My husband and I work out at home (more now that our New Year’s resolutions have begun) and we recently decided to purchase a new set of DVDs. We have done P90X and we were doing Jillian Michaels for a while and after a certain amount of time, our routine got stale. With this comes less and less motivation for working out and hence, the New Year’s resolutions.
Like any practice, if you do the same thing over and over again, you lose your edge. The thing you once loved becomes mundane and any progress is stalled. The same goes for teaching. I like to read new articles and books about teaching because it keeps me fresh and helps me reflect on my practice and shake things up. I need this as much as the kids do, so we can stay on that cutting edge of learning.
I could open up any catalog or visit any teaching website and find thousands of new titles or articles to read. However, I often find myself going back to my favorite books and authors and rereading something that once inspired me. This week, I picked up Peter Johnston’s book “Choice Words”, which beautifully details how our language and the way we speak to students affects their learning. Reading this book long ago really helped me notice and refine my language so I could not only communicate clearly with my students, but also make them more active and engaged as they learn.
One of my favorite ways to respond to students as they read and write is this:
“I like how you did______ and it was almost right!”
This is a great response for two reasons. 1) It acknowledges and confirms what the students did well and 2) It directs the students to action. This comment is usually followed up with me telling the students what was right and then directing their attention to a part that might need fixing. For example, if a student reads “something” for “someone” and does not self-correct, my response might sound something like this: “You were almost right! I like how you noticed the first part of that word. You noticed “some” and you were right. Now take a closer look at the ending and see if you can read the whole word”.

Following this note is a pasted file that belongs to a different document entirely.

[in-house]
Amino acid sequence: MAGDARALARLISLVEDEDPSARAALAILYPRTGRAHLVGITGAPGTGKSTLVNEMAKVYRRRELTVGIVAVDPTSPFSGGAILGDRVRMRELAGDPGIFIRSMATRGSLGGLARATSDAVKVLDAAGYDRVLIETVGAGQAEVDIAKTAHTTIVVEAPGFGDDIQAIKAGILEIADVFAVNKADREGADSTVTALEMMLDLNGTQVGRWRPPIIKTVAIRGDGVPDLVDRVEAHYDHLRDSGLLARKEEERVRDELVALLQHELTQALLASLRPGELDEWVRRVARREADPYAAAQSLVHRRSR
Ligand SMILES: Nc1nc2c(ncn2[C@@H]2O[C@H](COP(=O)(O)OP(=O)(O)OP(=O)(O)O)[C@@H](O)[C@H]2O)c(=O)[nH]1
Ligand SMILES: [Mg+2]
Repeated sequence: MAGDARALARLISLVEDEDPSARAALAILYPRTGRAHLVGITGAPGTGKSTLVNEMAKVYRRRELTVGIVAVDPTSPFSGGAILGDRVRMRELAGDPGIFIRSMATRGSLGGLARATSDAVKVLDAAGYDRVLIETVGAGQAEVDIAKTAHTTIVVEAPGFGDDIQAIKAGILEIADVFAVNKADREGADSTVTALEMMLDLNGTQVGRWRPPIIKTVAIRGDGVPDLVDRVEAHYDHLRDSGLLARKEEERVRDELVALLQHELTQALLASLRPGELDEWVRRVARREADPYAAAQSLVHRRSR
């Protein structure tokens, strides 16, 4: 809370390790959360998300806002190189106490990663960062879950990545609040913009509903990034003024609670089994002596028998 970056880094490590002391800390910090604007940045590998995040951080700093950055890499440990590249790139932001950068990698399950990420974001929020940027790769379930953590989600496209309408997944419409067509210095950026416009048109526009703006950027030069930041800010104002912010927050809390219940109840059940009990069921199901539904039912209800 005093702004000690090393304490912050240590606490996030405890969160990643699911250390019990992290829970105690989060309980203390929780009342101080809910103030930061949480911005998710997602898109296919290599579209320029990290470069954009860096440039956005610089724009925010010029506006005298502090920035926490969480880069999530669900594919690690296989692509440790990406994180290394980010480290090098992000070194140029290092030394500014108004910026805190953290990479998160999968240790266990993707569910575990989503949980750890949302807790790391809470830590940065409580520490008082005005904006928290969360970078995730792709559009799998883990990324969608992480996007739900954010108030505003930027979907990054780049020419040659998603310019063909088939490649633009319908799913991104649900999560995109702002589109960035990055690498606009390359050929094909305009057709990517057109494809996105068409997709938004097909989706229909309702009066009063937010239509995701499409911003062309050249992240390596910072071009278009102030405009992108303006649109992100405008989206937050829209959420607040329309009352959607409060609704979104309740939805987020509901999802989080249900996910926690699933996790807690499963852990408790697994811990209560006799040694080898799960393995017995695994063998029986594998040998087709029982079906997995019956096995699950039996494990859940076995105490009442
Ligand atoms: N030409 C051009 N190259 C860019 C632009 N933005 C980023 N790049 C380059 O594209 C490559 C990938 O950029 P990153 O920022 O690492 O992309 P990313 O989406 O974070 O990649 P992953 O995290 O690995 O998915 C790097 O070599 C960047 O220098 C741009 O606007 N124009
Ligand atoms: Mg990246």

Peter Johnston writes “the most important piece is to confirm what has been successful (so it will be repeated) and simultaneously assert the learner’s competence so she will have the confidence to consider new learning”. We use this same theory in kid writing and writing conferences when we offer a “praise” and a “push”. Hearing the praise first boosts the learner’s confidence and allows them to hear what might be done differently. If we started with the “push” (or talk about what’s not going well), students may immediately shut down and find advice about the instruction hard to listen to.
Lev Vygotsky, a famous child psychologist from Russia, demonstrated very well what he called “zones of proximal development”. He stated “We need to be pushed, not too far. Good development occurs when we are invited to accept challenges that are just big enough to demand we work at solving them, but that they don’t completely defeat us”. Marie Clay used this theory in Reading Recovery, teaching teachers to praise the “partially correct” as a way to progress children forward.
This is the power of “you were almost right”. The next time you are working with your child, force yourself to notice and praise what went well before you offer a correction or direct attention to an error. This small shift can make a big difference in lifting the learning and moving kids forward.